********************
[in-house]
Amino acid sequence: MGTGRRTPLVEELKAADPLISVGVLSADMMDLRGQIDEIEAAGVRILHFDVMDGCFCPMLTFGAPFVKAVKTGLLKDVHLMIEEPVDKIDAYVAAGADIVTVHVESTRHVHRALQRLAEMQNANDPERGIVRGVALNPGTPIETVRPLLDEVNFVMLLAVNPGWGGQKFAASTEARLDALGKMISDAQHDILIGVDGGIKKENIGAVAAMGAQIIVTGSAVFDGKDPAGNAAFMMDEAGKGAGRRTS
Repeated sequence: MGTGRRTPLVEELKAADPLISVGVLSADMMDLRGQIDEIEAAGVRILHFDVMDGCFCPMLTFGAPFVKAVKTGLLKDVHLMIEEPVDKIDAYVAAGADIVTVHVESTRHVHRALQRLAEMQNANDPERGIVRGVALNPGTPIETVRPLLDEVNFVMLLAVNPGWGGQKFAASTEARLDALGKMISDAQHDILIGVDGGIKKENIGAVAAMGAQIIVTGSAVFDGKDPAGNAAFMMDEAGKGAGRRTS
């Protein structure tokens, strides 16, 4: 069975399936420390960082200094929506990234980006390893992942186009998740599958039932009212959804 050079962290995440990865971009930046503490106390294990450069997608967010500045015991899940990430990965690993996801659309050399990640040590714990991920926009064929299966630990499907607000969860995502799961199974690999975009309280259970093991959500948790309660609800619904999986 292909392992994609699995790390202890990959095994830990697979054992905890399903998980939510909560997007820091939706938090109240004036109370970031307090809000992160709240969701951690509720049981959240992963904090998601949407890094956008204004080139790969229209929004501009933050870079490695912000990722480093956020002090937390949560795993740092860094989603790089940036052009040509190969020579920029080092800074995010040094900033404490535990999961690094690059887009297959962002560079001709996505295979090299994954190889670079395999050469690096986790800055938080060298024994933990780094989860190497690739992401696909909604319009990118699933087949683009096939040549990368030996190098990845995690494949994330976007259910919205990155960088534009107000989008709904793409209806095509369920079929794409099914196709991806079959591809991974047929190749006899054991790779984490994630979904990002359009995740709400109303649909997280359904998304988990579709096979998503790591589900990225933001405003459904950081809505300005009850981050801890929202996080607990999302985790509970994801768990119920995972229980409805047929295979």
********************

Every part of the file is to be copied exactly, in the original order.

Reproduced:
[in-house]
Amino acid sequence: MGTGRRTPLVEELKAADPLISVGVLSADMMDLRGQIDEIEAAGVRILHFDVMDGCFCPMLTFGAPFVKAVKTGLLKDVHLMIEEPVDKIDAYVAAGADIVTVHVESTRHVHRALQRLAEMQNANDPERGIVRGVALNPGTPIETVRPLLDEVNFVMLLAVNPGWGGQKFAASTEARLDALGKMISDAQHDILIGVDGGIKKENIGAVAAMGAQIIVTGSAVFDGKDPAGNAAFMMDEAGKGAGRRTS
Repeated sequence: MGTGRRTPLVEELKAADPLISVGVLSADMMDLRGQIDEIEAAGVRILHFDVMDGCFCPMLTFGAPFVKAVKTGLLKDVHLMIEEPVDKIDAYVAAGADIVTVHVESTRHVHRALQRLAEMQNANDPERGIVRGVALNPGTPIETVRPLLDEVNFVMLLAVNPGWGGQKFAASTEARLDALGKMISDAQHDILIGVDGGIKKENIGAVAAMGAQIIVTGSAVFDGKDPAGNAAFMMDEAGKGAGRRTS
């Protein structure tokens, strides 16, 4: 069975399936420390960082200094929506990234980006390893992942186009998740599958039932009212959804 050079962290995440990865971009930046503490106390294990450069997608967010500045015991899940990430990965690993996801659309050399990640040590714990991920926009064929299966630990499907607000969860995502799961199974690999975009309280259970093991959500948790309660609800619904999986 292909392992994609699995790390202890990959095994830990697979054992905890399903998980939510909560997007820091939706938090109240004036109370970031307090809000992160709240969701951690509720049981959240992963904090998601949407890094956008204004080139790969229209929004501009933050870079490695912000990722480093956020002090937390949560795993740092860094989603790089940036052009040509190969020579920029080092800074995010040094900033404490535990999961690094690059887009297959962002560079001709996505295979090299994954190889670079395999050469690096986790800055938080060298024994933990780094989860190497690739992401696909909604319009990118699933087949683009096939040549990368030996190098990845995690494949994330976007259910919205990155960088534009107000989008709904793409209806095509369920079929794409099914196709991806079959591809991974047929190749006899054991790779984490994630979904990002359009995740709400109303649909997280359904998304988990579709096979998503790591589900990225933001405003459904950081809505300005009850981050801890929202996080607990999302985790509970994801768990119920995972229980409805047929295979």